On Thursday, for the third and probably final time, Blount County’s Board of Zoning Appeals will consider Chattanooga-based Wireless Properties, LLC’s application to construct a 180-foot cell tower on one of the highest ridgelines in Townsend.
By placing it there, the proposed tower would extend coverage to AT&T customers throughout Townsend and into the mountains. But its height also means it would be visible to a great many Townsend residents and tourists, and has thus elicited protests from nearby homeowners and a letter of caution from Rep. John Duncan Jr. and Sen. Lamar Alexander.
“We doubt that most East Tennesseans are looking forward to seeing a huge cell tower between themselves and their views of the Smokies. Over 1.4 million visitors a year who enter the Great Smokies through Townsend, and who create good jobs, come to see the mountains, not cell towers,” Alexander and Duncan wrote in a Dec. 3 letter.
Jennifer Moore is a Townsend resident and a member of StoneGate Mountain Homeowners Association, a group of 68 homeowners concerned about the tower’s height and placement. If granted, the monopole (atop which would sit a six-to-eight foot lightning rod, which Wireless Properties senior vice-president Matt Bates says would be “almost invisible to the eye”) would sit within 1,000 feet of her back deck. She worries it would lower her property value and diminish the scenic vistas.
“It’s basically like putting an 18-story building on top of a ridgetop,” Moore says.
Even though the benefits and drawbacks of the tower will be borne chiefly by Townsend, zoning jurisdiction belongs to Blount County because the site in question falls a few feet outside Townsend’s city limits. The Board of Zoning Appeals, or BZA, has twice deferred a vote—once in November and again in December—while community groups like Moore’s seek more information.
What Moore and Stonegate Mountain want are coverage maps that prove co-locating (i.e. sharing) towers on one of two other already existing cell tower sites—Rich Mountain and Rudd Hollow—would not provide sufficient coverage to meet AT&T’s needs. And if it is shown that co-locating on one of those sites would be insufficient to meet those needs, they want to know the minimum height the tower would need to be in order to fill the coverage gap.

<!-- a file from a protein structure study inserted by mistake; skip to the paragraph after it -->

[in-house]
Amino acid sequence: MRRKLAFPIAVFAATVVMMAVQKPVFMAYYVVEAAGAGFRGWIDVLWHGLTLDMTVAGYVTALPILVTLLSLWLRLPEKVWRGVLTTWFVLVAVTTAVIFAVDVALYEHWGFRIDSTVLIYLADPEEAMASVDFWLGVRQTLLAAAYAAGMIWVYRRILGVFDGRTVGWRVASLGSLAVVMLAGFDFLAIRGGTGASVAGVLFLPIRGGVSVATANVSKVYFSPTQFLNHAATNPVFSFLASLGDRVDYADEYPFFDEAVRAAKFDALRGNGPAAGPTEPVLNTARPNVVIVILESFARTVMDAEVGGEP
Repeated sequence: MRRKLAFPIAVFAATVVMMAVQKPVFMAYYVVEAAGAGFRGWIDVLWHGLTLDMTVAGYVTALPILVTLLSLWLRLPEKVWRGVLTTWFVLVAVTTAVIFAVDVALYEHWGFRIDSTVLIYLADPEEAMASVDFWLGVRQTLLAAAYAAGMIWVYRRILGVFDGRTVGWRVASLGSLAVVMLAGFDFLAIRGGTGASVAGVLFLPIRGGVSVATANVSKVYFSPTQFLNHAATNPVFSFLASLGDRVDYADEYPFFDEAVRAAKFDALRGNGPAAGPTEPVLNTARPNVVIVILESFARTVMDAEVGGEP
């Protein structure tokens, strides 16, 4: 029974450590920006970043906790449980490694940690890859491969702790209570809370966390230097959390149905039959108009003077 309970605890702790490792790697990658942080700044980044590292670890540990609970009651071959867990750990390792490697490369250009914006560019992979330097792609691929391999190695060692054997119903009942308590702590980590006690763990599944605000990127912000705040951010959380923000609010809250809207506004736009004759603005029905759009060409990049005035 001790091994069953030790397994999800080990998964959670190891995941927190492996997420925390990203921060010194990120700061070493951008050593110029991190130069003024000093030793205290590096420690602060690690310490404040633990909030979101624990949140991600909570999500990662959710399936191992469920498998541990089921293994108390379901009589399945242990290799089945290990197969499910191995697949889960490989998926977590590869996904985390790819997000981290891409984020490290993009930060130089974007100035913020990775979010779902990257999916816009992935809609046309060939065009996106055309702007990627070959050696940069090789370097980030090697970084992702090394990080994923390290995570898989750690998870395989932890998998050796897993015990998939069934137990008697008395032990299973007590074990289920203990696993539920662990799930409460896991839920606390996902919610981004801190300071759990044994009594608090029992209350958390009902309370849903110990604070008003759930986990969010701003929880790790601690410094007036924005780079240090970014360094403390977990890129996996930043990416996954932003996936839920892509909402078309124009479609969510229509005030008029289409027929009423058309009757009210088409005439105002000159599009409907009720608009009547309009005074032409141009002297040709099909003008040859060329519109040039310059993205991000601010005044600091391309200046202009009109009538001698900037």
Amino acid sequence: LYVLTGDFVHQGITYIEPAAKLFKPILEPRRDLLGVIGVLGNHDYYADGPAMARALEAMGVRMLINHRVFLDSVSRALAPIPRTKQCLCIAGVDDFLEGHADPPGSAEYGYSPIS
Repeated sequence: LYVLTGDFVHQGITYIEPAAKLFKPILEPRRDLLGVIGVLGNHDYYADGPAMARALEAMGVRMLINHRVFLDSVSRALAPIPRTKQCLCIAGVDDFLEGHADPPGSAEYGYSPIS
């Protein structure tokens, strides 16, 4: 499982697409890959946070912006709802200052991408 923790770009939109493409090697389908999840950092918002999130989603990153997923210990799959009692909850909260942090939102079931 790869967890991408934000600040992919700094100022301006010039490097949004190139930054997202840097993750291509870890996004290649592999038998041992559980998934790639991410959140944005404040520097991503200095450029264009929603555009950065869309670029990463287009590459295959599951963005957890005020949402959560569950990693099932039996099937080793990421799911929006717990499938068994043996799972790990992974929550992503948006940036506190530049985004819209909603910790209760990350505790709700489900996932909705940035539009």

“All we’re asking is that Blount County, Wireless Properties, and AT&T do their due diligence in making sure that there’s a true need for this,” Moore says. “At the end of the day, we understand the importance of the need for towers.”
However, Bates, of Wireless Properties, says his company has provided the information Moore is requesting at the two previous meetings, but that she simply refuses to accept it. According to Bates, Rich Mountain is too far away and Rudd Hollow too low in elevation, rendering both unacceptable as alternatives.
The BZA’s hands are essentially tied. Their own statutes require they accept or reject an application within 60 days of its submission, so they cannot legally table it again. Wireless Properties could defer its application, but Bates says it will not do so.
“We have now deferred for two months, going above and beyond what is required, to provide additional information and to answer all the questions the Zoning Board proposed to us,” Bates says in an e-mail.
The BZA does have a say in the color, height, and camouflaging of the tower. But BZA Chairman Rob Walker says lowering it would probably not resolve Moore’s concerns. “From what [Wireless Properties] engineers have told us, if we go down in size they might have to put up another one. So I don’t really know if that would be better or worse,” Walker says. “It’d still have to above the treeline and it wouldn’t look good at all.”
And Walker explains that the board cannot deny the application for the reasons Moore or the congressmen stated without risking a lawsuit, “If [Wireless Property] can meet all the setback requirements for a cell tower, I don’t know how legally we can deny that.
“I feel for Mrs. Moore and everything, but with the zoning regulations there might not be anything more we can do,” Walker says.
Cue the lawyers. Moore and Stonegate Mountain’s attorneys have contacted both the BZA and Wireless Properties. But Bates is confident the law’s on his side, “If that is the route Mrs. Moore decides to pursue, we feel strongly that the federal regulations and case law are clear regarding the development of cellular towers.”